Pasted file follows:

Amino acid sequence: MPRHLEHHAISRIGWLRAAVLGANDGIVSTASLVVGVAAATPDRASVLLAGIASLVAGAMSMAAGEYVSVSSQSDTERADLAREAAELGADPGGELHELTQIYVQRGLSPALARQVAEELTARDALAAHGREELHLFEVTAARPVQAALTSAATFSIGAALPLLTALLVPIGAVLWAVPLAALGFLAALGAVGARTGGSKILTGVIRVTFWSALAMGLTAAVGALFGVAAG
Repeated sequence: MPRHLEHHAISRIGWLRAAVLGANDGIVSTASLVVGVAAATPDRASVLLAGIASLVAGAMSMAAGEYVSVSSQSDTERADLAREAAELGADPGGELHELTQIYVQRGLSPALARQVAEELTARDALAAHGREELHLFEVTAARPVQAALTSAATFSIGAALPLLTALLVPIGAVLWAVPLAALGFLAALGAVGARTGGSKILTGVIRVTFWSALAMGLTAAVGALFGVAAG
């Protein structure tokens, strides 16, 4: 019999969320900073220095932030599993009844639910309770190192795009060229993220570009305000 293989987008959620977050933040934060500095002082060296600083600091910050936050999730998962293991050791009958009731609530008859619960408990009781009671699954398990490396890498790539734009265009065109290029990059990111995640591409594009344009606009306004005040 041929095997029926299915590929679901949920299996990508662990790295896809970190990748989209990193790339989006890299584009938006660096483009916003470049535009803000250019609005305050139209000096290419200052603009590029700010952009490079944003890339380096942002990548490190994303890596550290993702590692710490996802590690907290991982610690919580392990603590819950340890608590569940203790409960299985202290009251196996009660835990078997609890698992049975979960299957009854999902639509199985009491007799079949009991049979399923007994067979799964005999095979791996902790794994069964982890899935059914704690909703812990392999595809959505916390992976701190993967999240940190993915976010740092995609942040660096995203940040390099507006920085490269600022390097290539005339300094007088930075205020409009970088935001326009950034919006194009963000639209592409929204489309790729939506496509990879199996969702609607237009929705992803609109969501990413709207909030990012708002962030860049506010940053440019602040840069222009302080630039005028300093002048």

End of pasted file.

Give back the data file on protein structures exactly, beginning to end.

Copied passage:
Amino acid sequence: MPRHLEHHAISRIGWLRAAVLGANDGIVSTASLVVGVAAATPDRASVLLAGIASLVAGAMSMAAGEYVSVSSQSDTERADLAREAAELGADPGGELHELTQIYVQRGLSPALARQVAEELTARDALAAHGREELHLFEVTAARPVQAALTSAATFSIGAALPLLTALLVPIGAVLWAVPLAALGFLAALGAVGARTGGSKILTGVIRVTFWSALAMGLTAAVGALFGVAAG
Repeated sequence: MPRHLEHHAISRIGWLRAAVLGANDGIVSTASLVVGVAAATPDRASVLLAGIASLVAGAMSMAAGEYVSVSSQSDTERADLAREAAELGADPGGELHELTQIYVQRGLSPALARQVAEELTARDALAAHGREELHLFEVTAARPVQAALTSAATFSIGAALPLLTALLVPIGAVLWAVPLAALGFLAALGAVGARTGGSKILTGVIRVTFWSALAMGLTAAVGALFGVAAG
């Protein structure tokens, strides 16, 4: 019999969320900073220095932030599993009844639910309770190192795009060229993220570009305000 293989987008959620977050933040934060500095002082060296600083600091910050936050999730998962293991050791009958009731609530008859619960408990009781009671699954398990490396890498790539734009265009065109290029990059990111995640591409594009344009606009306004005040 041929095997029926299915590929679901949920299996990508662990790295896809970190990748989209990193790339989006890299584009938006660096483009916003470049535009803000250019609005305050139209000096290419200052603009590029700010952009490079944003890339380096942002990548490190994303890596550290993702590692710490996802590690907290991982610690919580392990603590819950340890608590569940203790409960299985202290009251196996009660835990078997609890698992049975979960299957009854999902639509199985009491007799079949009991049979399923007994067979799964005999095979791996902790794994069964982890899935059914704690909703812990392999595809959505916390992976701190993967999240940190993915976010740092995609942040660096995203940040390099507006920085490269600022390097290539005339300094007088930075205020409009970088935001326009950034919006194009963000639209592409929204489309790729939506496509990879199996969702609607237009929705992803609109969501990413709207909030990012708002962030860049506010940053440019602040840069222009302080630039005028300093002048």